Researchers in Ottawa have found the "Achilles Heel" in an aggressive and deadly brain cancer. 

The hope is that this may lead to new therapies for a cancer that kills 50 percent of patients within a year and a half. 

Once a month, 29-year-old Denis Raymond comes for blood work at the Ottawa Regional Cancer Centre. 

It is a small inconvenience to make sure he is still healthy after a brutal diagnosis 3 years ago.

“I was in shock, scared,” says Raymond, “It's life shattering news to be told you have a 50% chance to make it to a year and a half.  It threw my life out of balance.”

The young teacher was told he had glioblastoma, one of the most deadly brain cancers which is difficult to treat with surgery and resistant to radiation and chemotherapy.  Raymond had a tumor the size of an orange surgically removed in May of 2013, followed by 32 rounds of radiation and 12 months of chemotherapy.  Despite all that, he knows his cancer will likely return.

“I know it will come back and I have to live with that, until we find better treatments.”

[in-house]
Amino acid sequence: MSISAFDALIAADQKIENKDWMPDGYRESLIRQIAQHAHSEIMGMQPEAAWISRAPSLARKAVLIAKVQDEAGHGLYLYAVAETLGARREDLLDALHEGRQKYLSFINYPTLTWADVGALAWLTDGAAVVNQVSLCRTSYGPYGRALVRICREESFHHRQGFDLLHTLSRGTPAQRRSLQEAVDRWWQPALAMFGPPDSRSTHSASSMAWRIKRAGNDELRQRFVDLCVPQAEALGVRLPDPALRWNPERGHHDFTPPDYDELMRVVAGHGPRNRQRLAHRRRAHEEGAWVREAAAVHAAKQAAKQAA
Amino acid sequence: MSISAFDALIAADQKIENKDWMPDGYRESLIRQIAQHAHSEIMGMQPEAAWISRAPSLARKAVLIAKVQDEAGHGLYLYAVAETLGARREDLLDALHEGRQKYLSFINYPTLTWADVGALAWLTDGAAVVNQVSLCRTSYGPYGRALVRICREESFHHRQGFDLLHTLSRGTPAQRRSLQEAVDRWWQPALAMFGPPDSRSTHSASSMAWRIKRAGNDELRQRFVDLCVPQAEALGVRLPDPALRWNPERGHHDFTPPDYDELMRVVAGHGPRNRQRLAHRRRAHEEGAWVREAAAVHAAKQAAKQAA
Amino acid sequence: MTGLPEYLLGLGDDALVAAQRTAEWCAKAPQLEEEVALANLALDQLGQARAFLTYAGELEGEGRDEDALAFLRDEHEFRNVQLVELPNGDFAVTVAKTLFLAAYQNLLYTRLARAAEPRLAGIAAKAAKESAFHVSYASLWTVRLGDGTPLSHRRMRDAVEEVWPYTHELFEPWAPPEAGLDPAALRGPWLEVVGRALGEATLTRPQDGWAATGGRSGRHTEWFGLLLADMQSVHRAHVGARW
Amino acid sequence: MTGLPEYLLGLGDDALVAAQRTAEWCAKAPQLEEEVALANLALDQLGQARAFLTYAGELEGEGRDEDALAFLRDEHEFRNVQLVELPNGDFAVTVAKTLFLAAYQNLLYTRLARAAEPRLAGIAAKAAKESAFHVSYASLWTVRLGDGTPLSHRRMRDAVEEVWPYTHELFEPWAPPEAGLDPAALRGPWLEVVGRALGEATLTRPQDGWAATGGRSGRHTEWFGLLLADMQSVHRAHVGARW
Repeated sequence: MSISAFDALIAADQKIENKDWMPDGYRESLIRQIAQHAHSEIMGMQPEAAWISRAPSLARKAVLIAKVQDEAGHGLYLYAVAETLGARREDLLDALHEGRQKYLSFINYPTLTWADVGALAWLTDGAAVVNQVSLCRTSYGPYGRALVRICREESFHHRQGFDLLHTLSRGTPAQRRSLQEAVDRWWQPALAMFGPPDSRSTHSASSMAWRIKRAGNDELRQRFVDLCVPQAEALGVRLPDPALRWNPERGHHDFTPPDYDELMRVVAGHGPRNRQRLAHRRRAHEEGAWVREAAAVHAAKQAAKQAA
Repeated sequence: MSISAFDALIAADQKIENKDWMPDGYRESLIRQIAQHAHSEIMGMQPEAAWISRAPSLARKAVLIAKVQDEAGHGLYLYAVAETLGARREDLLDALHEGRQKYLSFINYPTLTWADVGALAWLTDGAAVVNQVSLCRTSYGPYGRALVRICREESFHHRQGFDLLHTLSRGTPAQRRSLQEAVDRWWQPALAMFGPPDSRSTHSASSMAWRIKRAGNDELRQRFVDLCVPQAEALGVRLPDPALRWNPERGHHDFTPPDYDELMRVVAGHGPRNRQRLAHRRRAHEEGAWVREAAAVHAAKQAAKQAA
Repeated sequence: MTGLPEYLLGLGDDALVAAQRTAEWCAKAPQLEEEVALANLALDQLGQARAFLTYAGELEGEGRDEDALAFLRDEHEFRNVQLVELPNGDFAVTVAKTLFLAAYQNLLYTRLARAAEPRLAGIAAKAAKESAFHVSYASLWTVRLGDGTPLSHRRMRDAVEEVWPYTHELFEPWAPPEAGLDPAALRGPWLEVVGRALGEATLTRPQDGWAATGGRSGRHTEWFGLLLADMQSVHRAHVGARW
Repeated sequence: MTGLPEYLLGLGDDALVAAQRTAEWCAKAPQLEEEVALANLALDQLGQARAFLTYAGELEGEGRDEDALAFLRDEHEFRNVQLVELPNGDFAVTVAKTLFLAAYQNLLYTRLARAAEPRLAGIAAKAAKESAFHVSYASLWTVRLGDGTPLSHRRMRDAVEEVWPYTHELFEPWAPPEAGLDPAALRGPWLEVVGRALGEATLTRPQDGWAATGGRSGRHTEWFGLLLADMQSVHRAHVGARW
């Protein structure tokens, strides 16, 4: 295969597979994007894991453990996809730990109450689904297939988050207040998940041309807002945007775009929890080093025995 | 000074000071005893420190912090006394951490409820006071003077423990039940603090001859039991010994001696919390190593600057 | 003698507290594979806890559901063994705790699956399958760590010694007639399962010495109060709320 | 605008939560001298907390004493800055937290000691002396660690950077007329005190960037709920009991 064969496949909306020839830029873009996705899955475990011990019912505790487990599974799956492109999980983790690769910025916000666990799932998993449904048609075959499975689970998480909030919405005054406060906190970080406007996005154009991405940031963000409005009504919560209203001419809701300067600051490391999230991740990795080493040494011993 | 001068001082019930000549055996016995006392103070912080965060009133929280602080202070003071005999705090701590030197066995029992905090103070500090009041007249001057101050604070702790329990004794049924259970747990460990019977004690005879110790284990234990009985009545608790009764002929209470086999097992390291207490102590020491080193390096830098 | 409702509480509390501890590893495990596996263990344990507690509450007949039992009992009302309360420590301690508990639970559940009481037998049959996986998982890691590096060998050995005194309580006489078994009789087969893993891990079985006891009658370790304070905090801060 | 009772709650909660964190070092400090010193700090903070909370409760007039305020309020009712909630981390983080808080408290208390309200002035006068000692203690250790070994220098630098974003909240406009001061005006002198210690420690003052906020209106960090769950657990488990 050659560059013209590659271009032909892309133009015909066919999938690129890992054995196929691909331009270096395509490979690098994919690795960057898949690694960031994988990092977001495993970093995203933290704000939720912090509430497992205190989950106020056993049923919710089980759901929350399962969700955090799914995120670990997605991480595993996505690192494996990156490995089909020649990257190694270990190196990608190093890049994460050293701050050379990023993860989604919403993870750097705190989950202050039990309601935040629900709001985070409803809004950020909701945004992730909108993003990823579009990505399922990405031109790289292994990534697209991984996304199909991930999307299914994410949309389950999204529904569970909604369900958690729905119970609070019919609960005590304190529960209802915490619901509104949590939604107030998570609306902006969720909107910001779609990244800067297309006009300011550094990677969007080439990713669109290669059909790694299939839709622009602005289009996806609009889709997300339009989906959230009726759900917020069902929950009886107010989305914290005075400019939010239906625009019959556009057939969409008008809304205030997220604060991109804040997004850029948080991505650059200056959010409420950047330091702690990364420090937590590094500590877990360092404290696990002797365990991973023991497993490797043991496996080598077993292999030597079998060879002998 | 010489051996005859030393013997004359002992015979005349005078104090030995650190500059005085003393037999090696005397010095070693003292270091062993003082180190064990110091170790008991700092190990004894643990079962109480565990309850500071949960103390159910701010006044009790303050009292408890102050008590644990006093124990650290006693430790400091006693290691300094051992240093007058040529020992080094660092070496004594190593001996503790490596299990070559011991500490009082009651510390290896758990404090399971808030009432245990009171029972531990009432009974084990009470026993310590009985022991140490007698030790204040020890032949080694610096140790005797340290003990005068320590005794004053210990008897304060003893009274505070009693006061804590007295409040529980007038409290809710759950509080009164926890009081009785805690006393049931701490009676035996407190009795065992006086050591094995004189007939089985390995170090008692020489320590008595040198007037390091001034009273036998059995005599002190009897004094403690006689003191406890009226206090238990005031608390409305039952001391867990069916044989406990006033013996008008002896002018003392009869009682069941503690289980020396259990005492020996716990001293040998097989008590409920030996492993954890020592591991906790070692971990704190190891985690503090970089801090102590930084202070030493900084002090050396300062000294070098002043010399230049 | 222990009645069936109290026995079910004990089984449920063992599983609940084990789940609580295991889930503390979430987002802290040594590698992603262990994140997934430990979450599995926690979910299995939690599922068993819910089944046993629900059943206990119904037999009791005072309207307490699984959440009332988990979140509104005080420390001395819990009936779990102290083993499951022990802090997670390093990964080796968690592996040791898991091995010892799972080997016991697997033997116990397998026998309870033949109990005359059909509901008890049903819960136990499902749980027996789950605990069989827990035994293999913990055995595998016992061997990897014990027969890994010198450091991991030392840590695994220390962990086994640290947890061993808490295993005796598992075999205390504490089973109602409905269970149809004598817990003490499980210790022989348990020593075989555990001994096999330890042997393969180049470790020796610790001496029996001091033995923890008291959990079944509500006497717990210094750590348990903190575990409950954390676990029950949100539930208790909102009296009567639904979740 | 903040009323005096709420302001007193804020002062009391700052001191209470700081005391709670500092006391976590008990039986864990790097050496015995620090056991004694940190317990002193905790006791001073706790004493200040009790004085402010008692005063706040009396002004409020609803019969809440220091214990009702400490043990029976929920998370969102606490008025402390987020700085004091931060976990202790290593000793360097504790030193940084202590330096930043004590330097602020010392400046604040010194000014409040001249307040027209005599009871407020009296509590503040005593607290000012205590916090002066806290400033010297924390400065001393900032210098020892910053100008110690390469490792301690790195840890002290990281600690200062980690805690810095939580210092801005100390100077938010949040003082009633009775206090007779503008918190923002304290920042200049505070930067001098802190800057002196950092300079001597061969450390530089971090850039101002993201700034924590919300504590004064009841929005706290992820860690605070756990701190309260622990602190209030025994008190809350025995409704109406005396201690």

Research done largely in Ottawa may hold out hope for treatment.  They have discovered that a protein called OSMR (Oncostatin M Receptor) acts like an Achilles Heel in the formation of the brain tumor. 

“If we block the function of this Achilles heel,” says Dr. Michael Rudnicki, the Director of the Regenerative Medicine Program at the Ottawa Hospital, “the tumor can't grow and disappears.  This is all done in a mouse of course.”

The challenge now is developing drugs that will block that protein.  Dr. Arezu Jahani-Asl was the lead author who performed the research under the supervision of Dr. Rudnicki.  Dr. Jahani-Asl is now a principal investigator at the Jewish General Hospital, with a lab dedicated to how glioblastoma develops.

Their research, published today in Nature Neuroscience, leads to the possibility of treating other kinds of tumors like colon and ovarian cancer.  But, Dr. Rudnicki admits, this is years away.

“Within our lifetime if it's all successful,” he says, “but it's a long difficult path to bring these treatments to clinic.”

So what does that mean for Denis Raymond? He believes it means hope.

“To finally be free of the constant worrying and constant thought of being faced with my own mortality, says Raymond, “It's very exciting, very exciting."